The robot invasion is already underway, and it’s being led by the armies of the developed world.
This is probably not surprising news to citizens of the Middle East. U.S. drone strikes in Pakistan alone have killed up to 3,461 people as of January, among them up to 891 civilians – including 176 children, according to the non-profit Bureau of Investigative Journalism.
But the new trend in machines of war is smaller, and draws more on the world of nature than from "Transformers." And if the recent interest in drones from police departments is any indication, military robots will probably find a way to migrate from foreign battlefields and cities onto U.S. shores.
One disadvantage of the drone, from a military standpoint, is that it’s not exactly subtle. The U.S. Army is looking to build smaller and smaller robots that can patrol and survey urban areas more discreetly.
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On Monday, the British army released pictures of a surveillance helicopter that could be mistaken for a bath toy. The Black Hornet is four inches long, weighs half an ounce, takes video and still images and can fly up to 30 minutes or half a mile on a battery charge. It is, as you may suspect, unmanned.
The U.K.’s Ministry of Defense says the Black Hornet is the first "nano-sized" surveillance system – nano in this case being more of an overblown marketing term than a literal truth, since one nanometer is equal to about one twenty-five millionth of an inch. True nano-scale robots are being developed, mostly for medical uses, since they can slip between molecules to deliver drugs with precision.
Still, a tiny helicopter is obviously a machine – not exactly the most subtle spying tool. That’s why defense money has been poured into disguising flying robot spies as animals, like the AeroVironment Nano Hummingbird, which was unveiled in February 2011.
The artificial camera-equipped bird flaps its wings like the real thing, has a wingspan of about six inches, and weighs about two-thirds of an ounce. The bird announced two years ago is just a prototype, with a sustained flight time of 11 minutes maximum.
In 2009, North Carolina State University researchers unveiled a palm-sized robotic bat prototype, with a metal alloy skeleton draped in a special metal material that, when electrified, can mimic the contractions of muscle (possibly the inspiration for Batman’s "memory cloth" cape shown in Christopher Nolan’s movies, which stiffens into a glider upon electrification).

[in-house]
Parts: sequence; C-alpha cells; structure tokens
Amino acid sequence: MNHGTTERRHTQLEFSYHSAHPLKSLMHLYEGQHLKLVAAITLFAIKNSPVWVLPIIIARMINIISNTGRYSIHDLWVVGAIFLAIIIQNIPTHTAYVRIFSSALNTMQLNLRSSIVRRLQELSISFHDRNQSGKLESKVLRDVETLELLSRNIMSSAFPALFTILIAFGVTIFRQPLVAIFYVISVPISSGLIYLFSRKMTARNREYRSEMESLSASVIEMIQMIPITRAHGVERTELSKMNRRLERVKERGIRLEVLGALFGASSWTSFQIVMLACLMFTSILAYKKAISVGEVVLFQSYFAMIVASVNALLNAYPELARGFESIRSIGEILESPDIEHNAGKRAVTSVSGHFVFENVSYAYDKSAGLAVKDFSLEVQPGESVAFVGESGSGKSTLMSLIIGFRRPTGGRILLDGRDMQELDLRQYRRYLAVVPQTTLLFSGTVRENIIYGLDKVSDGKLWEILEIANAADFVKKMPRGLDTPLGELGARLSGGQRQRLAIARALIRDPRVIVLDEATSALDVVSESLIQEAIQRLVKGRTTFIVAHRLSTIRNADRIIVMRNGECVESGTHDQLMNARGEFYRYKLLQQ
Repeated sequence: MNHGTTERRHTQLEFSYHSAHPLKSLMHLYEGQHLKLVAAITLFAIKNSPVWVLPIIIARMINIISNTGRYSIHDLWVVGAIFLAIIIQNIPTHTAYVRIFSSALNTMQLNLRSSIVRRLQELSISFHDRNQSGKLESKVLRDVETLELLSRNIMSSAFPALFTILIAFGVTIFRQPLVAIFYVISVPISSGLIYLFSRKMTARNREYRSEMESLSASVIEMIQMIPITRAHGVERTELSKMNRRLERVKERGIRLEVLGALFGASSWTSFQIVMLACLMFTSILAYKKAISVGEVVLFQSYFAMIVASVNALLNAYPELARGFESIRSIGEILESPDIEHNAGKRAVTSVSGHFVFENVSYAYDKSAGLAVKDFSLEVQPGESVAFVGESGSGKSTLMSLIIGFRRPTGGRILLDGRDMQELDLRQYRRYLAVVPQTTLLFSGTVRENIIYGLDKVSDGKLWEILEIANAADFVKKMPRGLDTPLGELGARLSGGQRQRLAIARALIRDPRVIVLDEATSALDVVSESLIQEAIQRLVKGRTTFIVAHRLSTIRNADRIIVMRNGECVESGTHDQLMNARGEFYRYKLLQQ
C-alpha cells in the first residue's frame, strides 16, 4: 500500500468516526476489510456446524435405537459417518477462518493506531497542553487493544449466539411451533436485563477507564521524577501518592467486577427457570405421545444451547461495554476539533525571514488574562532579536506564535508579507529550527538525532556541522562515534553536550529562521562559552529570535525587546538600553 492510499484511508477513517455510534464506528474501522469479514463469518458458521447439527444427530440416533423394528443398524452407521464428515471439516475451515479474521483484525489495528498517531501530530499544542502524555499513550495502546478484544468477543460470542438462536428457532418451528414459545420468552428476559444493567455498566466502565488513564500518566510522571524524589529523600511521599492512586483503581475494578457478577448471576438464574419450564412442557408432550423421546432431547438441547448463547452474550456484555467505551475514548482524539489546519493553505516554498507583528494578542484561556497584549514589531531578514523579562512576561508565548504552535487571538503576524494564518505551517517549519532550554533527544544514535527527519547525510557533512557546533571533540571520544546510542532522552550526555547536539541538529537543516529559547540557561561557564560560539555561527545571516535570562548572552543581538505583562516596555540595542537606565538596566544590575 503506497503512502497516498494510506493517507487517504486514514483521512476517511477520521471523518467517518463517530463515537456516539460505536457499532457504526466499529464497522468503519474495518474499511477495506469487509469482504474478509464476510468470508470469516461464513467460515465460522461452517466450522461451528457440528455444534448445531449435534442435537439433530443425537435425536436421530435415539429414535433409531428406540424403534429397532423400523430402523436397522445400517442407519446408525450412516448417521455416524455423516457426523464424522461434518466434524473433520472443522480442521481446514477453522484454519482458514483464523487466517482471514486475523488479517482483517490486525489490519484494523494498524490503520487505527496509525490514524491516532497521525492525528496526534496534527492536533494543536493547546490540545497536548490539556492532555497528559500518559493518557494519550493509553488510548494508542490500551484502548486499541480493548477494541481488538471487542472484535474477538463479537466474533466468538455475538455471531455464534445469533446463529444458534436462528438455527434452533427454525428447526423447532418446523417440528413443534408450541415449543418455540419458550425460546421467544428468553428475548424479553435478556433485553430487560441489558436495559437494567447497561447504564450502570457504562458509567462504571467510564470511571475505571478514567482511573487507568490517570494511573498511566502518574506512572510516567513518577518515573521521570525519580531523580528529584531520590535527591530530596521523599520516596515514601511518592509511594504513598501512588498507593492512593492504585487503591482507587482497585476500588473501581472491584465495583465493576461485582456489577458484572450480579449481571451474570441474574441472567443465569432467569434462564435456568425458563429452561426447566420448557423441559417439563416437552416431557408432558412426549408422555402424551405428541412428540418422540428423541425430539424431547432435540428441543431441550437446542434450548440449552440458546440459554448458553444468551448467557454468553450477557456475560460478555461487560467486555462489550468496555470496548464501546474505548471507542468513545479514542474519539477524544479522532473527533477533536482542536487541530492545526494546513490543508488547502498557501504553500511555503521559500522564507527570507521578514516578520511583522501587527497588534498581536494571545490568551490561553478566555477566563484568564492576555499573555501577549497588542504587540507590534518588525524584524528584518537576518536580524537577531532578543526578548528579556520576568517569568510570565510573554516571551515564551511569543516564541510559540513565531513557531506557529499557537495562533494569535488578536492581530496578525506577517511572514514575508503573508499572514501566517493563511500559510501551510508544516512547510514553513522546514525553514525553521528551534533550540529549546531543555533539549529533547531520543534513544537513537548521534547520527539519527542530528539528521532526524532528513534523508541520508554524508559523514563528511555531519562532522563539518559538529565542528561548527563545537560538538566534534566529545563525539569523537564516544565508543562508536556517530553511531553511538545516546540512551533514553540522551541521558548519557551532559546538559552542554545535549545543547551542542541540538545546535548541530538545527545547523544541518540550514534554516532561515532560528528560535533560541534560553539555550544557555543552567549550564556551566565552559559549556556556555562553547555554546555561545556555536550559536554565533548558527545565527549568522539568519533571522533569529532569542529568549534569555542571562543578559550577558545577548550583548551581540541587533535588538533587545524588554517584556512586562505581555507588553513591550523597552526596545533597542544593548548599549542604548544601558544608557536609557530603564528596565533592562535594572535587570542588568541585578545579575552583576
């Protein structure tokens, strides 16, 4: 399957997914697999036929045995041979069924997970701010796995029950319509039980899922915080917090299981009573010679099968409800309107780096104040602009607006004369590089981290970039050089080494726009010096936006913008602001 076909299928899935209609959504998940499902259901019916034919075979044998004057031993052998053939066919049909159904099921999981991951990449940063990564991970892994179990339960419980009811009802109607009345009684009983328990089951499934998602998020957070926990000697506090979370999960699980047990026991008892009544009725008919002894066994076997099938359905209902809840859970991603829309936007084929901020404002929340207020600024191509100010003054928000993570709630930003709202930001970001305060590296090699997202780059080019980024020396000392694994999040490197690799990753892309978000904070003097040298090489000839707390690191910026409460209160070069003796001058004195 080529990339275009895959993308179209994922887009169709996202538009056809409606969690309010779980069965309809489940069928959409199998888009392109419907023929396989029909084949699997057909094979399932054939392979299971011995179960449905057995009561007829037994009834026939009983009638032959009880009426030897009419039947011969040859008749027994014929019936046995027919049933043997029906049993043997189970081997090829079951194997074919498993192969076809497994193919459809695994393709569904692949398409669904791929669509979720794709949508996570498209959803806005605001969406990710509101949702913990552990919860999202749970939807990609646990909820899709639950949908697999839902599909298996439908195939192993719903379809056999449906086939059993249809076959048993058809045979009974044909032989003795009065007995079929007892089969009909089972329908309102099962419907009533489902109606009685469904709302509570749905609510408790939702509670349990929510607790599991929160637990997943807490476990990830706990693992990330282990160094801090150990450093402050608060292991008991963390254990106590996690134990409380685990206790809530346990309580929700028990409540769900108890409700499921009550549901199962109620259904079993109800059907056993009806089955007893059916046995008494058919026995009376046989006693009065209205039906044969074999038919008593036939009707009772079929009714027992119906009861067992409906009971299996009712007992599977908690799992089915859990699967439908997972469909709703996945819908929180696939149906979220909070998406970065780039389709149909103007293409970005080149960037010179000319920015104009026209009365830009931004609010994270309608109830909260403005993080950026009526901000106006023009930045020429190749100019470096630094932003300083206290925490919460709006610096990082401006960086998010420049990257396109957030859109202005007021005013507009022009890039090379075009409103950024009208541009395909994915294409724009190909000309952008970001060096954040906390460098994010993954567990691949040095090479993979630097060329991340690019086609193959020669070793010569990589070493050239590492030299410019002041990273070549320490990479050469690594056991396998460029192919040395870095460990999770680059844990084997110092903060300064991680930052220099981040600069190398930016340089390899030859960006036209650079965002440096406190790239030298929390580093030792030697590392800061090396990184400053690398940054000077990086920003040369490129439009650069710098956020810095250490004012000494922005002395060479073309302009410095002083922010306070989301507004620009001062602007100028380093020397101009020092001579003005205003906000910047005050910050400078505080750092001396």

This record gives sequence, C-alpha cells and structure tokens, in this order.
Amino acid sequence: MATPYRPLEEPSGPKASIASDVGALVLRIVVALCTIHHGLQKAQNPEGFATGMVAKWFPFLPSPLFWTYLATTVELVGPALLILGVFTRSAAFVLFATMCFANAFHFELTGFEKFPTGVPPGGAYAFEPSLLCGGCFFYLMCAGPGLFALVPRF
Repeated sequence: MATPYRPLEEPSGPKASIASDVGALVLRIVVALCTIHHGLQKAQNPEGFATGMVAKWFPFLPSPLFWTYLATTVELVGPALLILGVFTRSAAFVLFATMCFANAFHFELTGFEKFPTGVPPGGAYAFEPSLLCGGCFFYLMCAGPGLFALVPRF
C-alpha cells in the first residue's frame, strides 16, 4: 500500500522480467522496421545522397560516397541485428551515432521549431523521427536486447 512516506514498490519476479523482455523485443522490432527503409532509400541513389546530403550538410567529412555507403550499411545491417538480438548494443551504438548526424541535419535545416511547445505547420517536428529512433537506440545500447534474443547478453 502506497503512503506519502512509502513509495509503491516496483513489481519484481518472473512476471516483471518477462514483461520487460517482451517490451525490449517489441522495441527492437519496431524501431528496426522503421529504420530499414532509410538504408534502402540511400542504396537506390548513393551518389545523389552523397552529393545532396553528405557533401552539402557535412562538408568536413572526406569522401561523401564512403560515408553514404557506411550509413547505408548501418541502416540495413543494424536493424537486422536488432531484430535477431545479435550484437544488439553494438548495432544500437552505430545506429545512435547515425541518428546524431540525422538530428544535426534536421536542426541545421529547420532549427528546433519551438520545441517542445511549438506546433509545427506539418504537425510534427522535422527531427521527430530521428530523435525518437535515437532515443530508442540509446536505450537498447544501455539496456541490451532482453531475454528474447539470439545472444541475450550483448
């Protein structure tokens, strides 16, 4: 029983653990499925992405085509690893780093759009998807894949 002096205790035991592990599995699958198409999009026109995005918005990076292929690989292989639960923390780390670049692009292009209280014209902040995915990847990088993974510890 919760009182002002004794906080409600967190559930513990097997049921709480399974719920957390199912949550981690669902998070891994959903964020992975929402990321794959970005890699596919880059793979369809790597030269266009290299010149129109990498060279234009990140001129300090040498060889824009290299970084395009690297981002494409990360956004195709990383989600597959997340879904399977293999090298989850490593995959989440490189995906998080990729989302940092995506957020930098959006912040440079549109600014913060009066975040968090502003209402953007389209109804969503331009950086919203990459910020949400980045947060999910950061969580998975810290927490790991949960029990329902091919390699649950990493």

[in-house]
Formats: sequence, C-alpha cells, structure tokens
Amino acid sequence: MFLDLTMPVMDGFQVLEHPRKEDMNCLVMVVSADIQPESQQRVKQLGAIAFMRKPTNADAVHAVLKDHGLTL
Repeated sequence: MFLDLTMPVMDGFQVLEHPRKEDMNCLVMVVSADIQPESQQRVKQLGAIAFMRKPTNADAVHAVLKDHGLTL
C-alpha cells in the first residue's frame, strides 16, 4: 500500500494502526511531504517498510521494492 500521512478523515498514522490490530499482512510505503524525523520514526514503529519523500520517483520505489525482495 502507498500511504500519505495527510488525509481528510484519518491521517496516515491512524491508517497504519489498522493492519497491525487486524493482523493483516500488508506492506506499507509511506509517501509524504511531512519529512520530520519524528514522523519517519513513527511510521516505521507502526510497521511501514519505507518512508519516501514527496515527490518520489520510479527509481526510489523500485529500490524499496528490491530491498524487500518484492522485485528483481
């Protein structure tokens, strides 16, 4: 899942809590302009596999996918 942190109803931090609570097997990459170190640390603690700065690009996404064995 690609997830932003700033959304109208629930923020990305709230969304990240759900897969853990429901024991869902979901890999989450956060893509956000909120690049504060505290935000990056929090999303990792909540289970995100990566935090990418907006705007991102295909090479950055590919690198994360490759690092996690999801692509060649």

Not all surveillance is about air superiority.
Robots based on snakes have shown to be quite versatile and easily capable of handling rough terrain, thanks to their many-jointed bodies. A robot snake could climb a pole, navigate a sewer system, slink through a gap in a wall, or swim through a canal.
Israel has been working on its own version of a robot serpent for some time, broadcasting test videos in 2009. According to news reports, the Israeli military is thinking about using these slithery robots for more than just spying – “suicide snakes” could carry bombs on kamikaze missions as well.
The U.S. Army is also toying with the idea of joining several robot snakes into an array of many-jointed tentacles that could manipulate objects like a hand, allowing the robot to open doors and inspect suspected explosives with dexterity.
Another DARPA-funded project that’s promising but literally doesn’t have a leg to stand on is the “meshworm,” a robot made out of a flexible plastic mesh tube wrapped in titanium-nickel wires. When current is applied along the wires, sections the meshworm’s body squeeze together and inch it forward.
Though it’s not built for speed, the meshworm is built to last, with no rigid parts to break. The MIT and Harvard scientists that built the robot tried hitting it with a mallet and stepping on it, but it kept inching along.
Not all war robots have to be small. What Boston Dynamics’ AlphaDog -- more formally known as the Legged Squad Support System -- lacks in subtlety it makes up for in strength. The giant four-legged robot is designed to carry 400 pounds and can keep going for 24 hours or 20 miles. One problem with the initial version of the robot, though, was that it was distractingly loud.
But the latest model, shown in a video released in December, has a much softer bark:
So, in the coming years, keep an eye on that bird on the windowsill or the snake in the grass – it might not be what it seems.